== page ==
Families have been warned to be “jolly careful” over Christmas by the Prime Minister.
Boris Johnson said that the festive period would be “different”, adding: “Tis the season to be jolly but also the season to be jolly careful.”
Addressing a Downing Street press briefing, Mr Johnson said that it was hoped that people could see “a little more” of their family and friends over the festive period.
Mr Johnson said: “This is not the moment to let the virus rip for the sake of Christmas parties.
“Tis the season to be jolly but tis also the season to be jolly careful – especially with elderly relatives.”
He added: “We don’t want to ruin it by overdoing it”.
It comes as leaders of the devolved nations are devising plans for a national “special time-limited Christmas dispensation”
He said the plan would be published later this week and there were “very good discussions” ongoing.
“We want to make sure we have a solution for Christmas that everybody can share understand and respect throughout the whole of the UK,” he said.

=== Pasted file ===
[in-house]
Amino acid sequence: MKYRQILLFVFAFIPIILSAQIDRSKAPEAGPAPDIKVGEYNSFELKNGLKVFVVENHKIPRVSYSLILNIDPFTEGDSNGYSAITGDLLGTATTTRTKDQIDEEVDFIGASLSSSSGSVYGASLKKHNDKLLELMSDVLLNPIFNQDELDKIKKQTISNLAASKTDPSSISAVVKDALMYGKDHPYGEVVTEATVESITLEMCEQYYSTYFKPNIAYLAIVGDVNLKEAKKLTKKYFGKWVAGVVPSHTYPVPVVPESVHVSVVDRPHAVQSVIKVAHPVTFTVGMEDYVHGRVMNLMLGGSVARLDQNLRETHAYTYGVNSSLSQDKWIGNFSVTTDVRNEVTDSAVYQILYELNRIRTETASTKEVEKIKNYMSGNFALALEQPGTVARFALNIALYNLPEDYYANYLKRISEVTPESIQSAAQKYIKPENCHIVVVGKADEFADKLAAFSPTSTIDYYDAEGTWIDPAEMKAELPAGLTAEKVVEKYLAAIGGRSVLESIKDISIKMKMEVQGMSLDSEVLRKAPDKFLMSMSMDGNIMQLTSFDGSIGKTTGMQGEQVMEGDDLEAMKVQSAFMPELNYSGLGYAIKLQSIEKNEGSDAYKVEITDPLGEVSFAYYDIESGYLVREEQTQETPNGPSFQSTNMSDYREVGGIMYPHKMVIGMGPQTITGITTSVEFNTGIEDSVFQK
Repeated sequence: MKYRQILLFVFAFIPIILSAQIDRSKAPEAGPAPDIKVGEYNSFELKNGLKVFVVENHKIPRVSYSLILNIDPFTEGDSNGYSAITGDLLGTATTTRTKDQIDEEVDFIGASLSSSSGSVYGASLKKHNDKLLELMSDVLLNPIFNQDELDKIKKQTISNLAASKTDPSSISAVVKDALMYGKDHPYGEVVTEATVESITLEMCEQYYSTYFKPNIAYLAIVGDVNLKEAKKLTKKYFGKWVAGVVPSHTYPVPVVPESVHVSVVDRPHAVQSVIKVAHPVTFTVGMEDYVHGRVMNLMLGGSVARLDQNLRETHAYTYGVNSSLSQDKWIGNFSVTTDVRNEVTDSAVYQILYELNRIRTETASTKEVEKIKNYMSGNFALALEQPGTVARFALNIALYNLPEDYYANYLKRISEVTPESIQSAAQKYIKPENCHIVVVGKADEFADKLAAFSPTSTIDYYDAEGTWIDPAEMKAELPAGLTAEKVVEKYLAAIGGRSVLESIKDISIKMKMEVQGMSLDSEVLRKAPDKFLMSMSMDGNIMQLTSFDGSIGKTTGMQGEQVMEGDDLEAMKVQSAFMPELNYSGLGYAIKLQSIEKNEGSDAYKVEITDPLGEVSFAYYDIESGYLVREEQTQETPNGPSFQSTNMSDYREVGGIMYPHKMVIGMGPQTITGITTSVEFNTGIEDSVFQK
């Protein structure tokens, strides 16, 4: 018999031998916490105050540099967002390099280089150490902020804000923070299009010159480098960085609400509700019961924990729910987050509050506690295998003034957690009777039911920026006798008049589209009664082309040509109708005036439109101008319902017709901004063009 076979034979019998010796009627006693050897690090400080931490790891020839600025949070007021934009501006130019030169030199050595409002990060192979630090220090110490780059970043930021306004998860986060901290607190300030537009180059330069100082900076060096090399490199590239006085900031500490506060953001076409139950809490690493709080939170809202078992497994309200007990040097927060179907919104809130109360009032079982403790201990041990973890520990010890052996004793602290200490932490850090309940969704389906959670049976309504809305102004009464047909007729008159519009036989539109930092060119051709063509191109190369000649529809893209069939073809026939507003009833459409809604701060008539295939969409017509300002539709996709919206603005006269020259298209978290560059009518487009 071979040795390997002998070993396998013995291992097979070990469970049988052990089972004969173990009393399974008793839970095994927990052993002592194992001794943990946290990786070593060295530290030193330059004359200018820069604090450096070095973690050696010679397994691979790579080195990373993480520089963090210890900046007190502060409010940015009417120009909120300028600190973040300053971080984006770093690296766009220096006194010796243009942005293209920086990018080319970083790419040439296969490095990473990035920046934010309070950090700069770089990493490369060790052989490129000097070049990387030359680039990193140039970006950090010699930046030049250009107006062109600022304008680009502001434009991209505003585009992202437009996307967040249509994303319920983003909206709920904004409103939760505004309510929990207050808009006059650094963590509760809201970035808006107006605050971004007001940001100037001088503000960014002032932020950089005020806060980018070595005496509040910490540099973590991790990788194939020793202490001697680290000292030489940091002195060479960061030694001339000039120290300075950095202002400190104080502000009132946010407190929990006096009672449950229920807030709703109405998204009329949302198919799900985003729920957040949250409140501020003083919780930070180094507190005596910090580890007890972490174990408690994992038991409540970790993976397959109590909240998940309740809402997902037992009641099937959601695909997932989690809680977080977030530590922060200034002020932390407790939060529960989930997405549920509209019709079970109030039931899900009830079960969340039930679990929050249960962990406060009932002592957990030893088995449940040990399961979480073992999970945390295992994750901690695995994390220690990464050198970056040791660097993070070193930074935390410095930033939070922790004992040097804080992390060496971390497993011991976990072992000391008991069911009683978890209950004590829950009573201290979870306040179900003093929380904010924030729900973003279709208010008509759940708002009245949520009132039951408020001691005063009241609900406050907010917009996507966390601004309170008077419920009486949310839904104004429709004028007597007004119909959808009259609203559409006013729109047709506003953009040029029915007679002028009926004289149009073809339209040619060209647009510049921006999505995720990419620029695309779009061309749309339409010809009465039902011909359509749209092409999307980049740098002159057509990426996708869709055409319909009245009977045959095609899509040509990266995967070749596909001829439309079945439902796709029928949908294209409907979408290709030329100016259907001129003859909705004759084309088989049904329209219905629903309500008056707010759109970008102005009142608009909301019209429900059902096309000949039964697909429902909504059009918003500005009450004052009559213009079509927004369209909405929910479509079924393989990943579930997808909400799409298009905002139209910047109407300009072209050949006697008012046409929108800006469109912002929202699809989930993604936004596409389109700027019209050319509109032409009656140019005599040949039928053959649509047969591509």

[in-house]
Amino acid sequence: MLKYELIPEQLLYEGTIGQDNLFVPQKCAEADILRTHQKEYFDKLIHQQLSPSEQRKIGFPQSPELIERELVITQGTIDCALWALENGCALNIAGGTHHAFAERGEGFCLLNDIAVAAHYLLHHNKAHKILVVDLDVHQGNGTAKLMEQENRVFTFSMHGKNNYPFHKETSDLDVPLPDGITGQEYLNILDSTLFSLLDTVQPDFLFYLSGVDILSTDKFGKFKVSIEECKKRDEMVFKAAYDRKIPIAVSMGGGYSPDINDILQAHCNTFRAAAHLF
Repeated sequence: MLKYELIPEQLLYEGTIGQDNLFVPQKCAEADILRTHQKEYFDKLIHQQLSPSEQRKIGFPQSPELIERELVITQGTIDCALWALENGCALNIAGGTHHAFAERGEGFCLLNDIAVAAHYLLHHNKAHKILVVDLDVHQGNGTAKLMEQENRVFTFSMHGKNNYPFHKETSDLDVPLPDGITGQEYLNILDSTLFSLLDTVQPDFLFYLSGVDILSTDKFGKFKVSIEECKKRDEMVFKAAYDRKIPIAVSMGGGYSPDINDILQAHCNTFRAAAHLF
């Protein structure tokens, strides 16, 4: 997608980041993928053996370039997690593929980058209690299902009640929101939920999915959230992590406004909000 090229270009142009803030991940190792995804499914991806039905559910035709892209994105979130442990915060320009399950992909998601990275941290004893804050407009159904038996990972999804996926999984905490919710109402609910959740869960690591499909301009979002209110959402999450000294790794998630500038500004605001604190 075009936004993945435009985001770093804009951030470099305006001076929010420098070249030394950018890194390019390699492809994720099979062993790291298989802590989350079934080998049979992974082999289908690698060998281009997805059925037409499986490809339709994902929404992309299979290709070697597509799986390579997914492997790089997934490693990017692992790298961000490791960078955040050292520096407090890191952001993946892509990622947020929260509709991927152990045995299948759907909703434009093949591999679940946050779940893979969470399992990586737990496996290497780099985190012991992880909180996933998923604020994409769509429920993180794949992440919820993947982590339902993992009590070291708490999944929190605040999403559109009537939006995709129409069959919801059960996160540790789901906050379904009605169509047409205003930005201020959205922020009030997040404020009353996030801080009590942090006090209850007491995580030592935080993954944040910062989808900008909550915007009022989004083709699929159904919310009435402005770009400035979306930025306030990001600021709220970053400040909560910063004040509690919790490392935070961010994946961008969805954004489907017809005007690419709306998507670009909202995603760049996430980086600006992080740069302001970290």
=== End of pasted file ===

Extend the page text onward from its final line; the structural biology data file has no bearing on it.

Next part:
The plans are not likely to involve closing schools a week early to allow families to isolate for a week before seeing elderly and vulnerable relatives over the holidays, the Prime Minister said.
Keeping children in school has “been at the heart” of efforts of the last few months, he said, adding: “It has meant that we have had to put a lot of pressure sadly on other sectors in order to drive down transmission but we believe education is of huge importance and we want to keep kids in school as much as we can.”
Professor Chris Whitty, chief medical officer for England, urged caution “before during and after” Christmas to minimise the impact of the restrictions being loosened for the holiday.
“It is pretty obvious to anybody that the Christmas holiday period – the loosening around that which I think everyone welcomes as an ability for families to come together and all the things that go on with the winter period – we all know that is going to come at a risk,” he said.